If you start thinking like an 8 year old, instead of an adult and if you agree with me that, "The purpose of the Pinewood Derby is to provide a positive experience for the organization, the parents and the child (with the emphasis on the child).", then Time wins over Points any day. Especially when you use points to 'advance the top 10' or some such. Advancing some means NOT advancing others, finding A winner means finding LOTS of losers.

If you read carefully almost all the time objections noted in the previous posts are from adults or from an adult perspective, the kids just want to race hopefully many times and without realizing it, they want to not be shamed in front of their peers.

Time, especially time when in subsequent heats the cars are speed matched, allows even very slow kids to win heats. As an email I received just last week said, "I love the look on a child's face when after coming in last in the first heat by a yard he almost wins in the latter heats." From personal experience I can tell you that when that slow kid wins his fist punches the air every bit as fast if not faster than the fastest racer's fist. Winning a heat or being a close second, even against speed matched cars beats the heck out of losing by a mile four times in a row!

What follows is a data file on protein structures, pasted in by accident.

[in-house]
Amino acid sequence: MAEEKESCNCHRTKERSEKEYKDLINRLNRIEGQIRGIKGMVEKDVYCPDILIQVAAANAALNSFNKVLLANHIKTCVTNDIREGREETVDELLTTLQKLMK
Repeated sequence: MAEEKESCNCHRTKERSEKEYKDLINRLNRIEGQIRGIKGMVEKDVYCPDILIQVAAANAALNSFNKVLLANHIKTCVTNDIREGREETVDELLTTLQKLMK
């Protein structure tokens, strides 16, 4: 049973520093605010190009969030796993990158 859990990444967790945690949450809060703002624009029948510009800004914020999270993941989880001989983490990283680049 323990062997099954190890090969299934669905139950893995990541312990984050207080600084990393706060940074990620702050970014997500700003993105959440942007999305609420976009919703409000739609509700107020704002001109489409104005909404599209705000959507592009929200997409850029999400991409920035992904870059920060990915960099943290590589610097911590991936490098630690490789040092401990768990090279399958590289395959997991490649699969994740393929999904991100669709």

Another MAJOR and unmentioned benefit of time (especially if you agree with our 'purpose' statement) is that it trivially produces LOTS of winners from the same race data with no runoffs. Simple sorting produces the winners overall, the winners in each sub-group (Dens, Ranks, etc.), even the fastest sub-group (think fastest Den). Having a trophy for the fastest Den reinforces teamwork, incentivizes the dad who wants to win the trophy to help the kid who doesn't have a dad or whose dad is in Iraq, keeps the kids interest not only when his car is on the track but when his teammate's cars are AND, if you have 5 dens, 20% of the kids go home in first place. Not so easy with points.